Collini begins by defining “offense.” From a dictionary entry, he writes that the taking of offense is often seen as intensely related to one’s feelings. This may suggest, he writes, “that if someone does not feel offended, they have not been offended. And this may in turn seem to entail the reverse proposition, namely that each individual is the only possible judge of whether or not they have been offended.” For claims of offense to be given respect, however, an objective standard needs to have been violated by the offender. No one, for example, is offended by people who snore in their sleep. We might find them annoying, but they do not offend us. Nor is sympathy always granted to those who claim to have taken offense. To say of someone that they “do not easily take offence” is to compliment them, Collini notes. The bar, in other words, is higher than it could be.
Collini is also aware that in many societies today, free speech is highly valued, even at the cost of offense. “If we confine ourselves to the traditional form of the debate about ‘free speech,’ it is not difficult for those of a liberal disposition that the rights of criticism should be guaranteed in any tolerably open society, even when the activity risks giving offence to some of those being criticized.” And yet Collini sees the outlines of a problem: “Those who think of themselves as committed to ‘progressive’ moral and political causes have come to believe that two of the central requirements of an enlightened global politics are, first, treating all other people with equal respect and, second, trying to avoid words or deeds which threaten to compound existing disadvantages.”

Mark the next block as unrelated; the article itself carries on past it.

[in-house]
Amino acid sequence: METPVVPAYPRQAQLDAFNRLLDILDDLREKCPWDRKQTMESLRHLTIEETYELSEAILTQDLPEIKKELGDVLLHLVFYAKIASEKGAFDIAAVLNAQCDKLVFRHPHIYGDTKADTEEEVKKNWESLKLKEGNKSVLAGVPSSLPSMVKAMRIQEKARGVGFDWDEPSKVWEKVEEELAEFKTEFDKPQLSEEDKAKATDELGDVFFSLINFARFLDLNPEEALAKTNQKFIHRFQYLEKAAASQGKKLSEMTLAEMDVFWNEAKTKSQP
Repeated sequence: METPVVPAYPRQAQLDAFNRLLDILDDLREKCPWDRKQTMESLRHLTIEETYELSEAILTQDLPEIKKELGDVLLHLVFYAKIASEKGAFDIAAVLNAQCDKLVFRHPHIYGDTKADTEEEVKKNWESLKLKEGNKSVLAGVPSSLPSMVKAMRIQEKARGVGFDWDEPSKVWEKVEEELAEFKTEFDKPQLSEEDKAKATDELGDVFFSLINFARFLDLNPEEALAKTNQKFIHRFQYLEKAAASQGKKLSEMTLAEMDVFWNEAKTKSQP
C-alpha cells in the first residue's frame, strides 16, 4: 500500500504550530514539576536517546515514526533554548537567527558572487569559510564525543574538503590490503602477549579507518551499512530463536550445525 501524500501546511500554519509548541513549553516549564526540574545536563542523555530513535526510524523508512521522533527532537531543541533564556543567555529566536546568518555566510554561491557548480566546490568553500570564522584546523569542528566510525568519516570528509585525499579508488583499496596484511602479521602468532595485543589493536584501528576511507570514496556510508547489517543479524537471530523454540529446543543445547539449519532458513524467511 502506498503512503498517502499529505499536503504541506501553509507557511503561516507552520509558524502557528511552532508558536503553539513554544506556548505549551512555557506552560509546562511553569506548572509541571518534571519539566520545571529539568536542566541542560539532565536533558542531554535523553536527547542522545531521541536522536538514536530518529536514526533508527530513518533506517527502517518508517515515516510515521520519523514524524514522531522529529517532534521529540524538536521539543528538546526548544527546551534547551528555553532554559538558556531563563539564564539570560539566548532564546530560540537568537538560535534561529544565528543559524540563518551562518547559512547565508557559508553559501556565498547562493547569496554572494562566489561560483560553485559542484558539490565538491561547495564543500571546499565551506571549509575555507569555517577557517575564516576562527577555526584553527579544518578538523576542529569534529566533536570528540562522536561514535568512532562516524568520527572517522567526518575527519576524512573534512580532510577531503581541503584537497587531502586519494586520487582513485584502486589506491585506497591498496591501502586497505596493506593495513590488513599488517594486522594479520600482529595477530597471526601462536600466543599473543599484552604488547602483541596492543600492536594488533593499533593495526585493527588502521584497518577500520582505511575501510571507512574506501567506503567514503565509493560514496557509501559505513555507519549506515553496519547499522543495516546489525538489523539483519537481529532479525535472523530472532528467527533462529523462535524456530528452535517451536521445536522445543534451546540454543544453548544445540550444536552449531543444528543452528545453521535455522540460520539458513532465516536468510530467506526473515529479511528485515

Treating people with respect is a fine goal, but Collini notices that respect tends to be shown with special deference to so-called “out groups.” Claims of offense that would otherwise be ignored are instead given credence and even deference. Collini also correctly identifies the people who tend to fall into this trap. Very few “progressive” forces, for example, would have shown any “understanding” of hurt Christian feelings if Jesus had been mocked in a Danish newspaper. The entire force of the argument against the offensiveness of the Danish cartoons was based on the concern that Muslims were somehow less powerful than other religious believers. But this hardly qualifies as an adequate justification for a double standard.
This is Collini’s central passage: “Where arguments are concerned—that is, matters that are pursued by means of reasons and evidence—the most important identity we can acknowledge in another person is the identity of being an intelligent reflective human being.” And in case this seems too easy or too glib, he adds: